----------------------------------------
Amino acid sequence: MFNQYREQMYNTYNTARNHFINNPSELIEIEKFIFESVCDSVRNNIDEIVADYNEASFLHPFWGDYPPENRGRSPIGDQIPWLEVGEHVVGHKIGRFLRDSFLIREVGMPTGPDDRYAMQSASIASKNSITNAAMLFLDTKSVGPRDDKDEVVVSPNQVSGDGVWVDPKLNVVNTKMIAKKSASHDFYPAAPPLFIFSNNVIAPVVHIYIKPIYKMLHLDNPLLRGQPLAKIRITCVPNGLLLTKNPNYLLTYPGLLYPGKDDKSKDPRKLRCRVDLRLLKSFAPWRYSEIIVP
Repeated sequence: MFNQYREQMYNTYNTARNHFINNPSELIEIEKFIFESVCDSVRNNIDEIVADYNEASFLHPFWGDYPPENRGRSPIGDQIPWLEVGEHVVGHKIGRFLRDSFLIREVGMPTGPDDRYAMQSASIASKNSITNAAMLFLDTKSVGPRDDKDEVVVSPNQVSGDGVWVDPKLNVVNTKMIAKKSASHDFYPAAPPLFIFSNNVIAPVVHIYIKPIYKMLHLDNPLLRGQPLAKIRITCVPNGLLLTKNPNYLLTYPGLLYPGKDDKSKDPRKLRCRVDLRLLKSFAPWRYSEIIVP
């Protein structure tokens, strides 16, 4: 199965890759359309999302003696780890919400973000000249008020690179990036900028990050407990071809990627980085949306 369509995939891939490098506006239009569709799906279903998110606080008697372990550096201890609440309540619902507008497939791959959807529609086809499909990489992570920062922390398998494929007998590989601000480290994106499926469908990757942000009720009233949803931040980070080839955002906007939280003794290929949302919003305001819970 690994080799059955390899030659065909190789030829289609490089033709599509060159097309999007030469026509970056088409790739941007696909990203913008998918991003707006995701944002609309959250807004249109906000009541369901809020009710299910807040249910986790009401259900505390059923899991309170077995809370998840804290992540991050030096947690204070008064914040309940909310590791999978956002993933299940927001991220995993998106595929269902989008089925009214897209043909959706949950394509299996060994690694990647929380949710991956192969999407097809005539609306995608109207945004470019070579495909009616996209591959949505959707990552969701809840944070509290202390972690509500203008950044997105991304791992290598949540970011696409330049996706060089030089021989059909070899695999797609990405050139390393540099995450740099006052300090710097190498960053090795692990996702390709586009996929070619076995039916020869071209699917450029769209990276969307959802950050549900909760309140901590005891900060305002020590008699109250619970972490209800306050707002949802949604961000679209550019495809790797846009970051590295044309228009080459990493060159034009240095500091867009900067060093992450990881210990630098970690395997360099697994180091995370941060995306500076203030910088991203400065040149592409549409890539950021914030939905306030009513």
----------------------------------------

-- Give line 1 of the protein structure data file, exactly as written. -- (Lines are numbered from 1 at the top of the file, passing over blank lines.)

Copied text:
Amino acid sequence: MFNQYREQMYNTYNTARNHFINNPSELIEIEKFIFESVCDSVRNNIDEIVADYNEASFLHPFWGDYPPENRGRSPIGDQIPWLEVGEHVVGHKIGRFLRDSFLIREVGMPTGPDDRYAMQSASIASKNSITNAAMLFLDTKSVGPRDDKDEVVVSPNQVSGDGVWVDPKLNVVNTKMIAKKSASHDFYPAAPPLFIFSNNVIAPVVHIYIKPIYKMLHLDNPLLRGQPLAKIRITCVPNGLLLTKNPNYLLTYPGLLYPGKDDKSKDPRKLRCRVDLRLLKSFAPWRYSEIIVP